Wagner’s operas inspired this Valkyrie-themed look at the first day of school.
Choosing to define Valkyrie as “an ancient Norse goddess who guides and protects heroes” (rather than the more common life-or-death decision-maker for warriors), Auerbach’s choice of protagonist is an unusual one that may simply go over the heads of young readers, though they will certainly empathize with her. Off to school to meet kids her own age, Edda is not sure Earth compares favorably to her life back in Asgard. At home, Edda can do as she pleases, whereas at school, she will get a timeout if she doesn’t follow the rules. No one wants to share or trade lunches with Edda, who has brought a flagon of…something and a huge hunk of meat still on the bone, and she misses the amazing wildlife of Asgard—Rex the classroom guinea pig is no substitute. But things begin to look up when Edda uses a difficult writing assignment to describe Asgard for her classmates, who suddenly want to know more about Edda and where she lives. Auerbach’s pen-and-ink illustrations were colored digitally, giving them a flat, matte aspect. The two worlds are just as incongruous as adult readers might imagine.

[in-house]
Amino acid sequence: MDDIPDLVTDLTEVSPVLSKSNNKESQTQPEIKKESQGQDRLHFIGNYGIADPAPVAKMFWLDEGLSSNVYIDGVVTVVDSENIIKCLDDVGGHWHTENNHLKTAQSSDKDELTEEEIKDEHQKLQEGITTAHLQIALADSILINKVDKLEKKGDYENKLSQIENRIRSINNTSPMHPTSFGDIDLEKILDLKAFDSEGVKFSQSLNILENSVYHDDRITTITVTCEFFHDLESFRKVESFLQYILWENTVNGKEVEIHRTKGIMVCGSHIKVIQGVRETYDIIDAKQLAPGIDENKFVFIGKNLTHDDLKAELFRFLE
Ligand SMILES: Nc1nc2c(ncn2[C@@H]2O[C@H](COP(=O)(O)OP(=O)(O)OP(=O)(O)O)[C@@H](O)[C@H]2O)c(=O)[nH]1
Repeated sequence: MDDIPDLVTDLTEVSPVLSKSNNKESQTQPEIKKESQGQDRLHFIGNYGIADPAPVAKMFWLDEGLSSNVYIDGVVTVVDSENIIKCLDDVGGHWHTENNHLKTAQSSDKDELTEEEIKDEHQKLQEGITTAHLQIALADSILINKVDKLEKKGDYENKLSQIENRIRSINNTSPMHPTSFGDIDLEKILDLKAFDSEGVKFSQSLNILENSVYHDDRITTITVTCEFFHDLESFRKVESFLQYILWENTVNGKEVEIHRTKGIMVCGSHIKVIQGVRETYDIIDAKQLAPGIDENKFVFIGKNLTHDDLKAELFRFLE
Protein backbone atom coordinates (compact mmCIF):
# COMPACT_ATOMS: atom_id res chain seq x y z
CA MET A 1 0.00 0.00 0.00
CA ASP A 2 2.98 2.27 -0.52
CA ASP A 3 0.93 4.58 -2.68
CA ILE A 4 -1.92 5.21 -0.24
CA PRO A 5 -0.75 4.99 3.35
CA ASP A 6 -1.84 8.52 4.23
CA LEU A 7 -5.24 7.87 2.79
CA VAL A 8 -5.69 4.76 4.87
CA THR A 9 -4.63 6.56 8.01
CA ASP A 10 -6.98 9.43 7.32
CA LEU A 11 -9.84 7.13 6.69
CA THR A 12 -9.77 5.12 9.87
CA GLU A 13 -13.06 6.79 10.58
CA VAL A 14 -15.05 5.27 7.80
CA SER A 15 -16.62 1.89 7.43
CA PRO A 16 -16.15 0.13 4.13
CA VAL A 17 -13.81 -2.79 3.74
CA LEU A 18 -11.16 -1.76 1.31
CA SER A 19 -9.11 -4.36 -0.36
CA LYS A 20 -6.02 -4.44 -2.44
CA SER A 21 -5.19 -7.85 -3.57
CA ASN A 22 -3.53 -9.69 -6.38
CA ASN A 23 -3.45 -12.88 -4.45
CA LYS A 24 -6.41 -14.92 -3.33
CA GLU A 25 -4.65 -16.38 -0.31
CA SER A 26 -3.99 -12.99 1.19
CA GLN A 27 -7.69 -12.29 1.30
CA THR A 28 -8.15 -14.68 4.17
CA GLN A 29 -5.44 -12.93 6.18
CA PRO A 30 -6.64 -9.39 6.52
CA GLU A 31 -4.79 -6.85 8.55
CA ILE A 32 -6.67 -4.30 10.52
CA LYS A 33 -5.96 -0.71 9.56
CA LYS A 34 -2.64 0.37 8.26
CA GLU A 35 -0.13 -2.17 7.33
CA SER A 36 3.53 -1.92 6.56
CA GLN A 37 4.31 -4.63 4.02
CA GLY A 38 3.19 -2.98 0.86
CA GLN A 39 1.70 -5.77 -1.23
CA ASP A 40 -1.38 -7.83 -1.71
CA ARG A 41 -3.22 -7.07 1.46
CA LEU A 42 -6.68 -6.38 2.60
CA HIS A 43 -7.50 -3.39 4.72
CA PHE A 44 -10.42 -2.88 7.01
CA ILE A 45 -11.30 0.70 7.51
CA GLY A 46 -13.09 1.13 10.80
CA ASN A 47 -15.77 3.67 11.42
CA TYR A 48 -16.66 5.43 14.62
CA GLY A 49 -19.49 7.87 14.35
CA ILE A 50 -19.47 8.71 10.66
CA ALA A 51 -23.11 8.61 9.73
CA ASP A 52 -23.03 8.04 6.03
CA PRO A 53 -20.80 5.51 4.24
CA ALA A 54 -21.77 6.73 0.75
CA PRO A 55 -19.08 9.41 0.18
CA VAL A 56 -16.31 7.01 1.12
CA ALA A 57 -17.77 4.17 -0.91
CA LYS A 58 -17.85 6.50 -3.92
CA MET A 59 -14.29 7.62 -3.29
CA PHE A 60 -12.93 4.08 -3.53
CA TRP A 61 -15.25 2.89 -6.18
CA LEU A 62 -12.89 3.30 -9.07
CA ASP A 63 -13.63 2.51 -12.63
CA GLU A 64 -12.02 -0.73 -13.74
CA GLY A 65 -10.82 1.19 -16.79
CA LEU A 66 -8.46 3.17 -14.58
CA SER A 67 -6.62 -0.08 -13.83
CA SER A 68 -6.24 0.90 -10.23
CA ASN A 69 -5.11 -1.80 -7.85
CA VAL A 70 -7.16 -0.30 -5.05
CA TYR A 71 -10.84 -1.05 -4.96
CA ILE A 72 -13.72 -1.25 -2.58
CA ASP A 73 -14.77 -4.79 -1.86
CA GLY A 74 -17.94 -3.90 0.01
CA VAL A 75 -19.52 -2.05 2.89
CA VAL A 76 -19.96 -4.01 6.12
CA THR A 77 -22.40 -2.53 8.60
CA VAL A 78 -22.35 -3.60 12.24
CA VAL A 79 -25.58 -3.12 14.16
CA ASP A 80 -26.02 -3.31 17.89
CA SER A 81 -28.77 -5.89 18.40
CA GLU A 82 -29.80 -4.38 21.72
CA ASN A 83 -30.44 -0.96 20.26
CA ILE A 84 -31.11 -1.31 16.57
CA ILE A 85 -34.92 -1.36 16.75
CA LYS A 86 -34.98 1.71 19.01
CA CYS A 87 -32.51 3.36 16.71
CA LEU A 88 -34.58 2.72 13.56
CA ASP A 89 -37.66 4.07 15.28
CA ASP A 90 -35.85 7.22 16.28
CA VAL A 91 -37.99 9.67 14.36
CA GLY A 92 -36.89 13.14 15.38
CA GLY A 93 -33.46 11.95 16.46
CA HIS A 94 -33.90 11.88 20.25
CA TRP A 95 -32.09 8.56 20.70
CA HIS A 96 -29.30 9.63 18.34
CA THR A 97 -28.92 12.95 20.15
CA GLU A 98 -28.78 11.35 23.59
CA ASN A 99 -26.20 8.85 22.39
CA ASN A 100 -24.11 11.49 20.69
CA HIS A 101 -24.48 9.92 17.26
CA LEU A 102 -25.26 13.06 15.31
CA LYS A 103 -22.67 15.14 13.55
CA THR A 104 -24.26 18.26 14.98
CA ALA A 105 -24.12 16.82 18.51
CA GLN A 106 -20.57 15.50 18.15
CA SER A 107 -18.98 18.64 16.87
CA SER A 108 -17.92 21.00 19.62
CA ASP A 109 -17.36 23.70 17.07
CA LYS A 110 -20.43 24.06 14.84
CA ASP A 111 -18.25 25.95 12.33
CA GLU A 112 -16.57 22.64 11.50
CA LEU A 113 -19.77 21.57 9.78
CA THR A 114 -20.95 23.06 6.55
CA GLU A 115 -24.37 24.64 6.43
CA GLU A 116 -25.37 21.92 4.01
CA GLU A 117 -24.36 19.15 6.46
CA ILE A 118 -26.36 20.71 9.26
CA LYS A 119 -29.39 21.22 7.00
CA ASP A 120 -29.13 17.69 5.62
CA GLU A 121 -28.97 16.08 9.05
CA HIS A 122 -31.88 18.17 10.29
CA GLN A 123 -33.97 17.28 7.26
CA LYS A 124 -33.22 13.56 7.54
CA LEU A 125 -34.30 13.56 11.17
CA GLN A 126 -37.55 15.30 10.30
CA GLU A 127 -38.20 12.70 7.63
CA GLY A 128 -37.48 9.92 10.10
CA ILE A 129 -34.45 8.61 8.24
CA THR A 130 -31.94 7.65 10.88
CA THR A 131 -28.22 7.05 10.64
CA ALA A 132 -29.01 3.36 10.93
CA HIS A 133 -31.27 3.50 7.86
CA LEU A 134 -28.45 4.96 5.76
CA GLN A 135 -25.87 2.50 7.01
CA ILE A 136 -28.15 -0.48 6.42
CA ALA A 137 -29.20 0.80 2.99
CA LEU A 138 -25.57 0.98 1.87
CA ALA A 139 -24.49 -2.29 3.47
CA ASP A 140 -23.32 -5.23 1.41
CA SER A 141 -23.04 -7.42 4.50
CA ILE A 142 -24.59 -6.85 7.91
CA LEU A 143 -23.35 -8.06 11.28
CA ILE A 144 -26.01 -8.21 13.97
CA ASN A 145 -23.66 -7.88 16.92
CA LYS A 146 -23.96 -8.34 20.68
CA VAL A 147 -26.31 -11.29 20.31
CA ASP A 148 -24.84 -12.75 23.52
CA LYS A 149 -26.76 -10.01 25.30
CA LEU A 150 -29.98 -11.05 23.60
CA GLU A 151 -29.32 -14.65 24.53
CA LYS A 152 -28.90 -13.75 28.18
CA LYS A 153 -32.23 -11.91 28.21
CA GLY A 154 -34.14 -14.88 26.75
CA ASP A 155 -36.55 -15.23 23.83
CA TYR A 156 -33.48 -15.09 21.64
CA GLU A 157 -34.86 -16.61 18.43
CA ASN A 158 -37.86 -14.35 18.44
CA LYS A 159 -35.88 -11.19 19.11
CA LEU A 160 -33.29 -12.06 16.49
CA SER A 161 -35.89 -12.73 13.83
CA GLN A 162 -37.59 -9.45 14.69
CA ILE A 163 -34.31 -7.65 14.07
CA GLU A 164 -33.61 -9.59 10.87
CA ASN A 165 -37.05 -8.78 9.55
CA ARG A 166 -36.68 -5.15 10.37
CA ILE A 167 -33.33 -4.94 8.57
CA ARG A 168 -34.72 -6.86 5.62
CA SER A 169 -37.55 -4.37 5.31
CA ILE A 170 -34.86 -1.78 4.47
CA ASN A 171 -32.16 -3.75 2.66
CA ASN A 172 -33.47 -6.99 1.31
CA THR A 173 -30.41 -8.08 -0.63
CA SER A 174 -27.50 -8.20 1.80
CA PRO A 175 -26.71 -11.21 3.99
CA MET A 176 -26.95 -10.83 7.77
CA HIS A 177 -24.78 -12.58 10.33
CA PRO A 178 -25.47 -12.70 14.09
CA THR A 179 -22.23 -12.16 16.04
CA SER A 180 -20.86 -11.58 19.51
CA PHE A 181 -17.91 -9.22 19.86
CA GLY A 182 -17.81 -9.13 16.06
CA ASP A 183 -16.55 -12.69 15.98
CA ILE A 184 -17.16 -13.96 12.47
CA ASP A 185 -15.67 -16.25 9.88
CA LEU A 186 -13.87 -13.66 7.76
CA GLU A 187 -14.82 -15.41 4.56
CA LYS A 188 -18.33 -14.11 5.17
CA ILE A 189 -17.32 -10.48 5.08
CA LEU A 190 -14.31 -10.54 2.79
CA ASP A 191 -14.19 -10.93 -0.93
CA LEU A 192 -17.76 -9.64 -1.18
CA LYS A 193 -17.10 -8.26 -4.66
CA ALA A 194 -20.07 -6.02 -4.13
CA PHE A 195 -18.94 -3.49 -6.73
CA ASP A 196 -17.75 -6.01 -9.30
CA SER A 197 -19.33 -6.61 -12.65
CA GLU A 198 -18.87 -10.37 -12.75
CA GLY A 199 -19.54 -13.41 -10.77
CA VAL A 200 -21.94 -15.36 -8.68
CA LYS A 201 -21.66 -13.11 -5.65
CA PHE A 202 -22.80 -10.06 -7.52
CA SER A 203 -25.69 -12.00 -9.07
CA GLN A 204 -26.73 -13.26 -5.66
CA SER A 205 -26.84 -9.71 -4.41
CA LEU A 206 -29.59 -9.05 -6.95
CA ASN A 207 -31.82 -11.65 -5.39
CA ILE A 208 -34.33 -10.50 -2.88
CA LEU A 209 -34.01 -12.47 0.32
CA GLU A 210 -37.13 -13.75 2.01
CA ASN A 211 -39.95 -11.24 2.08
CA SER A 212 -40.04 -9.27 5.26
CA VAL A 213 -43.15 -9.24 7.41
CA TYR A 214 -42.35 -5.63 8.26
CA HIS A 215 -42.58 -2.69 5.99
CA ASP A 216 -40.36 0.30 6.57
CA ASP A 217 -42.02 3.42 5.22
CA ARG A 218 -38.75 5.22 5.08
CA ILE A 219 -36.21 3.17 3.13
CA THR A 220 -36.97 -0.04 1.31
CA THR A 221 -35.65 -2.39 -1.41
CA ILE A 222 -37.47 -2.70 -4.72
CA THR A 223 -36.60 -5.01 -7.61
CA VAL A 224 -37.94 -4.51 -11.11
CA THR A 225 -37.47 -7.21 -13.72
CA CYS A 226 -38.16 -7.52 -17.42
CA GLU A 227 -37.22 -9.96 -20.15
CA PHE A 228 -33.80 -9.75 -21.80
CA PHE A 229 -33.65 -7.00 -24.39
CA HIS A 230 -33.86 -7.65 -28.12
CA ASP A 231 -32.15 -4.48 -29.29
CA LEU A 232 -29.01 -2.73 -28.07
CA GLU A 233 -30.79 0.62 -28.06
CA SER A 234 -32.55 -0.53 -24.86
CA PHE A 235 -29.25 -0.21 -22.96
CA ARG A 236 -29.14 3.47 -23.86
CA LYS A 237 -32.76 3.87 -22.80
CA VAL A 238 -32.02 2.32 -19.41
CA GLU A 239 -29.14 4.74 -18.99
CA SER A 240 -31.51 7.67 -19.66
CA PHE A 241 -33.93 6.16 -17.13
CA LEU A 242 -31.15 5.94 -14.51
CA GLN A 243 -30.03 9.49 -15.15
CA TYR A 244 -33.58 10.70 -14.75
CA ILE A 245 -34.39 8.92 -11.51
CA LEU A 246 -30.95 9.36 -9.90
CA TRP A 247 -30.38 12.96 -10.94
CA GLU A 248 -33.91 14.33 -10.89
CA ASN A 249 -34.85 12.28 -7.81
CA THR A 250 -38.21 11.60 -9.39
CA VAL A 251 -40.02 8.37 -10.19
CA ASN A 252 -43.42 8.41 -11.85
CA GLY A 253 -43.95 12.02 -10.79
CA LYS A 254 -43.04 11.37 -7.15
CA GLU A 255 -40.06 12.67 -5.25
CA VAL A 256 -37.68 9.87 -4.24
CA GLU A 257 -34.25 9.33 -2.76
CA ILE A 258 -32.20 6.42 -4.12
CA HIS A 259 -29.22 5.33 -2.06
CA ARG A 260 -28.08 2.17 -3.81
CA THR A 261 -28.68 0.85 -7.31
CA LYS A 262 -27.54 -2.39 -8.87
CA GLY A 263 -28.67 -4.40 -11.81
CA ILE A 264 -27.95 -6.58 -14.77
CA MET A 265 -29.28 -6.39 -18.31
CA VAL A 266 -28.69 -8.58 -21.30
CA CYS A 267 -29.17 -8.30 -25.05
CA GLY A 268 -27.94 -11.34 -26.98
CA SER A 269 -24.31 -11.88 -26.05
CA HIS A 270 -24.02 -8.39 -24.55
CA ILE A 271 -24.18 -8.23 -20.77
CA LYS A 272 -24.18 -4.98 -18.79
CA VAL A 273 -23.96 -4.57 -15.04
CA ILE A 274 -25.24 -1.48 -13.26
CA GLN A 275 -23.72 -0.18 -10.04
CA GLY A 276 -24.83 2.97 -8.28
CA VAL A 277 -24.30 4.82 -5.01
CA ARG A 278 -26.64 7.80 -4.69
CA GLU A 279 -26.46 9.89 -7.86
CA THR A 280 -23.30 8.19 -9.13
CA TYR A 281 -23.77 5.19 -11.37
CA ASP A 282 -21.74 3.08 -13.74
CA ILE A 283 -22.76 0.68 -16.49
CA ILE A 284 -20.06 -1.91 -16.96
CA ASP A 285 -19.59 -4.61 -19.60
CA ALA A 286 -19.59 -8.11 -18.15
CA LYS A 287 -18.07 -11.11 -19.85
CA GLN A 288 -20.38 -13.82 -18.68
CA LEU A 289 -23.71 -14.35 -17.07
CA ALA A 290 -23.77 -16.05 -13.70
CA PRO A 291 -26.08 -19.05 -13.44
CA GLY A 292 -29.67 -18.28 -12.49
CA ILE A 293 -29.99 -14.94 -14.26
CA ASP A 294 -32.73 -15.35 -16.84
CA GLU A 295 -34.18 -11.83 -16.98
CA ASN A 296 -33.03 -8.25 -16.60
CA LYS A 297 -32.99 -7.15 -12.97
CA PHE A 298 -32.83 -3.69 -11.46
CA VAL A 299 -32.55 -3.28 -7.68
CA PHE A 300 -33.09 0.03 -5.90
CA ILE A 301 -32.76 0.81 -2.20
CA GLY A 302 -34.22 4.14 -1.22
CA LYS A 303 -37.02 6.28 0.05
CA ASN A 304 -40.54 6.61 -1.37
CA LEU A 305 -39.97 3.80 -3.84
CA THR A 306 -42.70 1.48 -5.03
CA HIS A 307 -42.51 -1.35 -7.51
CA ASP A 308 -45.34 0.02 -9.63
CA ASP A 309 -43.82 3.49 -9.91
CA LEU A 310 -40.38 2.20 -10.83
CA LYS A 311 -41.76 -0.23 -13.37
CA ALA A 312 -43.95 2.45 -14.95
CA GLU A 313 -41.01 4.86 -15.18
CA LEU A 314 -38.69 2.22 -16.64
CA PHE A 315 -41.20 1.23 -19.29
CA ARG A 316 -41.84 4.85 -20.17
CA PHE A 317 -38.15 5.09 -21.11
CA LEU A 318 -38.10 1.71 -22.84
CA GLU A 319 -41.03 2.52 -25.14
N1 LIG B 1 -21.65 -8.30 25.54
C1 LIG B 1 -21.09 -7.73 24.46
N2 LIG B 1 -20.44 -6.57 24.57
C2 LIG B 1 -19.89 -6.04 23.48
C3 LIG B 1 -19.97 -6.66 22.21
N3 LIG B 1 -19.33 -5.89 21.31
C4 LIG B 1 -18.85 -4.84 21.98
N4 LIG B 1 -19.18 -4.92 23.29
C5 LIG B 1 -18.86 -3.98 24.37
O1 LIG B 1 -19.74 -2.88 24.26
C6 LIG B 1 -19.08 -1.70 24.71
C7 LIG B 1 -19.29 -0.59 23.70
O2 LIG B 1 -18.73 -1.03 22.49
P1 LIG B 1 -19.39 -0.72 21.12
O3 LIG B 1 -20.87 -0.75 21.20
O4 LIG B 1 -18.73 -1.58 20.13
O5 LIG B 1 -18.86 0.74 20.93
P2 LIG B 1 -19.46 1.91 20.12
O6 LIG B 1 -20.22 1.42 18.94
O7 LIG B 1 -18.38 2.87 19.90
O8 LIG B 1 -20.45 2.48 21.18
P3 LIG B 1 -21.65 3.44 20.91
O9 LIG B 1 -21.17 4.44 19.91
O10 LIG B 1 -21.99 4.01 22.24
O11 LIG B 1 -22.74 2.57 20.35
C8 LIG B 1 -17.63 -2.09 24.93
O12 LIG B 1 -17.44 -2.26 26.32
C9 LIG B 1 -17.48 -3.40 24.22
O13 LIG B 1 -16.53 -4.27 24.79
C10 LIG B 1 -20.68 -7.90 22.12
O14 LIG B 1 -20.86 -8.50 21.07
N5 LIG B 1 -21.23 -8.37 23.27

While this will introduce readers to aspects of Norse mythology, there’s not enough detail to satisfy; the questions this will raise far outweigh any comfort those new to school may gain from it. (Picture book. 4-8)